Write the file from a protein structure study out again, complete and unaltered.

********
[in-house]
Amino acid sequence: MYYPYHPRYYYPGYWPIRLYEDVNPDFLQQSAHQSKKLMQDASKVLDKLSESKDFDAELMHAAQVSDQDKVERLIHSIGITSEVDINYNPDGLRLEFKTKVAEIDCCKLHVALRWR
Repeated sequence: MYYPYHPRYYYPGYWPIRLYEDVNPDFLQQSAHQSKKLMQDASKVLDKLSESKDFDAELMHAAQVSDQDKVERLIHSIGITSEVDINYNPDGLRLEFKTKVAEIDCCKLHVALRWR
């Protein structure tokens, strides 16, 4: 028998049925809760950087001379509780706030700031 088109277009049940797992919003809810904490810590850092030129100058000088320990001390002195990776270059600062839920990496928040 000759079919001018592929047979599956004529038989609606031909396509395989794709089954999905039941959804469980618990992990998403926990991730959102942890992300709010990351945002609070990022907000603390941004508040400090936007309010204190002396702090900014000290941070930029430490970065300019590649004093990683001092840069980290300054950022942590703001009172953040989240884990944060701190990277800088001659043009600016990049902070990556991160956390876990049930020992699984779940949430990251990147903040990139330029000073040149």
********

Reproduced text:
[in-house]
Amino acid sequence: MYYPYHPRYYYPGYWPIRLYEDVNPDFLQQSAHQSKKLMQDASKVLDKLSESKDFDAELMHAAQVSDQDKVERLIHSIGITSEVDINYNPDGLRLEFKTKVAEIDCCKLHVALRWR
Repeated sequence: MYYPYHPRYYYPGYWPIRLYEDVNPDFLQQSAHQSKKLMQDASKVLDKLSESKDFDAELMHAAQVSDQDKVERLIHSIGITSEVDINYNPDGLRLEFKTKVAEIDCCKLHVALRWR
């Protein structure tokens, strides 16, 4: 028998049925809760950087001379509780706030700031 088109277009049940797992919003809810904490810590850092030129100058000088320990001390002195990776270059600062839920990496928040 000759079919001018592929047979599956004529038989609606031909396509395989794709089954999905039941959804469980618990992990998403926990991730959102942890992300709010990351945002609070990022907000603390941004508040400090936007309010204190002396702090900014000290941070930029430490970065300019590649004093990683001092840069980290300054950022942590703001009172953040989240884990944060701190990277800088001659043009600016990049902070990556991160956390876990049930020992699984779940949430990251990147903040990139330029000073040149």